Accuracy Versus Precision Practice
Now, let's review how we can determine the precision and accuracy of a set of measurements.
The precision of a set of measurements is given by the range of measured values (largest measured value  smallest measured value). If a set of measurements has a high level of precision, it has a small range of values.
The percent error of a set of measurements tells us how closely the average of a set of measurements agrees with the accepted value of whatever is being measured, and as a result, percent error is a method for calculating the accuracy of a set of measurements. If a set of measurements is accurate, it has a small percent error.
The precision of a set of measurements is given by the range of measured values (largest measured value  smallest measured value). If a set of measurements has a high level of precision, it has a small range of values.
The percent error of a set of measurements tells us how closely the average of a set of measurements agrees with the accepted value of whatever is being measured, and as a result, percent error is a method for calculating the accuracy of a set of measurements. If a set of measurements is accurate, it has a small percent error.
Step 11: Click HERE to open the "Measurements and Calculations Table" document. After the document opens, look over your classmates' tables. If there are not at least five tables filled out by five different classmates, wait until more tables are filled in before continuing.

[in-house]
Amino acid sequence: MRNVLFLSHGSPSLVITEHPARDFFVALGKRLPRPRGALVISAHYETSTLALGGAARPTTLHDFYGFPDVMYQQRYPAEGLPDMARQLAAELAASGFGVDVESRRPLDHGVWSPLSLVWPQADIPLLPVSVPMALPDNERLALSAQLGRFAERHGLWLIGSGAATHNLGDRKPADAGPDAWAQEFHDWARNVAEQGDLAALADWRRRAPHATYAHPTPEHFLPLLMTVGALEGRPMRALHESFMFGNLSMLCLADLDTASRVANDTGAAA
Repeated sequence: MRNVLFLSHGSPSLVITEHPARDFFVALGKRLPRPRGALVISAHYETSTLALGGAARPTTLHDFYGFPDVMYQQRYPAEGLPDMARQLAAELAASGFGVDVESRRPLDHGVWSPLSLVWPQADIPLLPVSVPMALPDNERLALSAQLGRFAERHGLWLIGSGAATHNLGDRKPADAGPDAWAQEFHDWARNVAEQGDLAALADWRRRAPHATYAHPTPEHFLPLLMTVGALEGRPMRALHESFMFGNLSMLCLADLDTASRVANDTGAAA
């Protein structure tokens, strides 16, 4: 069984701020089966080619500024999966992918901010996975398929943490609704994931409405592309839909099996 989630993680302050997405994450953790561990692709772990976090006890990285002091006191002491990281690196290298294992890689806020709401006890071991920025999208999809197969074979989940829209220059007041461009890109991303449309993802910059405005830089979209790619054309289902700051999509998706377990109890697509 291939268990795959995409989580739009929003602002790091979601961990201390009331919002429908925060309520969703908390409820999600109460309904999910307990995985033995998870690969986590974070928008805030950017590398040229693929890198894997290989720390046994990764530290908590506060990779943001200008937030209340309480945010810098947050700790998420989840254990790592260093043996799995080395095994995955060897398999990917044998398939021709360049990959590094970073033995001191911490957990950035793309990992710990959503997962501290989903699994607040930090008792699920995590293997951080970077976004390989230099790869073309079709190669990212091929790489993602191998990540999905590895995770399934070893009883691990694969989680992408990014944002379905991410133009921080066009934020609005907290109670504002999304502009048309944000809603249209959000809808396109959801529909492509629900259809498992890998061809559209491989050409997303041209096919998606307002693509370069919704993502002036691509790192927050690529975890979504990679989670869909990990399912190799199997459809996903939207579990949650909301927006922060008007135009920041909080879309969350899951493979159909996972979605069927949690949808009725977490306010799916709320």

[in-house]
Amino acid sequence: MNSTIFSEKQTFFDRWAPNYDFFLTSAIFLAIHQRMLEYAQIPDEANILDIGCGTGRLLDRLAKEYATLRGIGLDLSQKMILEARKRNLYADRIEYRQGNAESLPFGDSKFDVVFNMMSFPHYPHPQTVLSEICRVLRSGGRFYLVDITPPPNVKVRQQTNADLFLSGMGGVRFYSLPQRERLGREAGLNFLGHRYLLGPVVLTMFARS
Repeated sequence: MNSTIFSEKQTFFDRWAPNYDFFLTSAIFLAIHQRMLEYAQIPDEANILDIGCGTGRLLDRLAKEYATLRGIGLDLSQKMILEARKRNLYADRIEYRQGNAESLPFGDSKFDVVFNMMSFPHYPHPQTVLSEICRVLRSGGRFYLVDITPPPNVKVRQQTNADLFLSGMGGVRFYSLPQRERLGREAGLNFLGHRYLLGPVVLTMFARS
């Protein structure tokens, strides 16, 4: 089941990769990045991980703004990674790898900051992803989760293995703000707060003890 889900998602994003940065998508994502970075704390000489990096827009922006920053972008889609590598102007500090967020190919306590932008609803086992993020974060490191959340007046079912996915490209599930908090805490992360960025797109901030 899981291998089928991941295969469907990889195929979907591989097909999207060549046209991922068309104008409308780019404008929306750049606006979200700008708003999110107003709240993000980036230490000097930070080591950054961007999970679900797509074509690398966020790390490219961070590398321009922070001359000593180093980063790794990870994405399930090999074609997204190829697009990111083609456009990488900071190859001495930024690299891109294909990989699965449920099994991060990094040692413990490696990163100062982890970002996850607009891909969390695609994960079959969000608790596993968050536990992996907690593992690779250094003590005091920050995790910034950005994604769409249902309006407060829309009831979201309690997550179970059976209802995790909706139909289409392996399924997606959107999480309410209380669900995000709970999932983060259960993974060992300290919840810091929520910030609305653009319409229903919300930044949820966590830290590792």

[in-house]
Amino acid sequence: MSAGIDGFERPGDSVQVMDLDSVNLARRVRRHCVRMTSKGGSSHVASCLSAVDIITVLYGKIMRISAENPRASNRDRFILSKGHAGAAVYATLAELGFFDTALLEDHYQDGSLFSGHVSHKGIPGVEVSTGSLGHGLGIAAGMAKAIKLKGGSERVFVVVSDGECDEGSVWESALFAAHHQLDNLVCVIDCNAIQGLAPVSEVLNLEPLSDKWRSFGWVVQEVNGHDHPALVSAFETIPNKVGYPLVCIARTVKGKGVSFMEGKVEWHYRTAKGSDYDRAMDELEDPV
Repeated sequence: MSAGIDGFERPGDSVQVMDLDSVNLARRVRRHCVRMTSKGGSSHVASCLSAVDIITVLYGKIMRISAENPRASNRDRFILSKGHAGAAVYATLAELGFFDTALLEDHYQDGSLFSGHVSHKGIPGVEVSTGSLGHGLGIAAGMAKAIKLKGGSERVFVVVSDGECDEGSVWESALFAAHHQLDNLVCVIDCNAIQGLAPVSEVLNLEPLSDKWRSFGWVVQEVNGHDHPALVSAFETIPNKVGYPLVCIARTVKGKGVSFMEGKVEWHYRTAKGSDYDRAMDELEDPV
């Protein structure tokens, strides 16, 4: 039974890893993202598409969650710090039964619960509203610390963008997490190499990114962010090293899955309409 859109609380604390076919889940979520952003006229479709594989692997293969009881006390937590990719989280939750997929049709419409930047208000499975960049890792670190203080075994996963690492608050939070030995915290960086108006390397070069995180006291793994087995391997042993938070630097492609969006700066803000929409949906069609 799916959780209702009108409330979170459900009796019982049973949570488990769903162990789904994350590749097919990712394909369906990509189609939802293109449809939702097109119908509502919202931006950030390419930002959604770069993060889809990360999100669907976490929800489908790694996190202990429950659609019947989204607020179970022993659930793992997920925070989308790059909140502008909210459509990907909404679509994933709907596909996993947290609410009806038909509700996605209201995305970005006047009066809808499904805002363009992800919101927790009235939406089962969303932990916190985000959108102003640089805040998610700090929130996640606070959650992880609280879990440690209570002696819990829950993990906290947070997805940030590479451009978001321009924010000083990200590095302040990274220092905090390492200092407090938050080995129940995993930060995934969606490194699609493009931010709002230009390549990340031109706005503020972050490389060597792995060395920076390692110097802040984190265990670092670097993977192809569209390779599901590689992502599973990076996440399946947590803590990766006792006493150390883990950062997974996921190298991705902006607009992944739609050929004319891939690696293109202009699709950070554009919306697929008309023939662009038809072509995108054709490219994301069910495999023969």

Step 12: If at least five tables have been filled in, use the information above regarding the methods used to calculate precision and accuracy and use the information your classmates have input in their tables to answer the the following questions: Which student has reported the most precise set of measurements? Which student has reported the most accurate set of measurements? Step 13: Use the Lino bulletin board below to report your answers to the two questions above. If you are unable to see the Lino bulletin board, click HERE. To post in the Lino bulletin board, first place your cursor over (hover over) "Accuracy Versus Precision" in blue in the top righthand corner of the Lino bulletin board. Next, click on the pink sticky note. A large sticky note will appear. Type the following in the pink sticky note: today's date, the current time, and the student who you think has reported the most precise set of measurements. Type your first name in the "Tag:" slot. Click the "Post" button to make the sticky note appear on the bulletin board. If your sticky note is on top of another note, drag it to move it to another location. Click on the pink image at the right to see what to type in the pink sticky note. Next, again hover over "Accuracy Versus Precision" in the top righthand corner of the Lino bulletin board. This time, click on the green sticky note. A large, green sticky note will appear. Type the following in the green sticky note: today's date, the current time, and the student who you think has reported the most accurate set of measurements. Type your first name in the "Tag:" slot. Click the "Post" button to make the sticky note appear on the bulletin board. Drag the note around until it is not on top of any other notes. Click on the green image at the right to see what to type in the green sticky note. Note: The bulletin board is larger than the window shown below. In other words, you can drag the background of the bulletin board around until you find an empty space for your notes.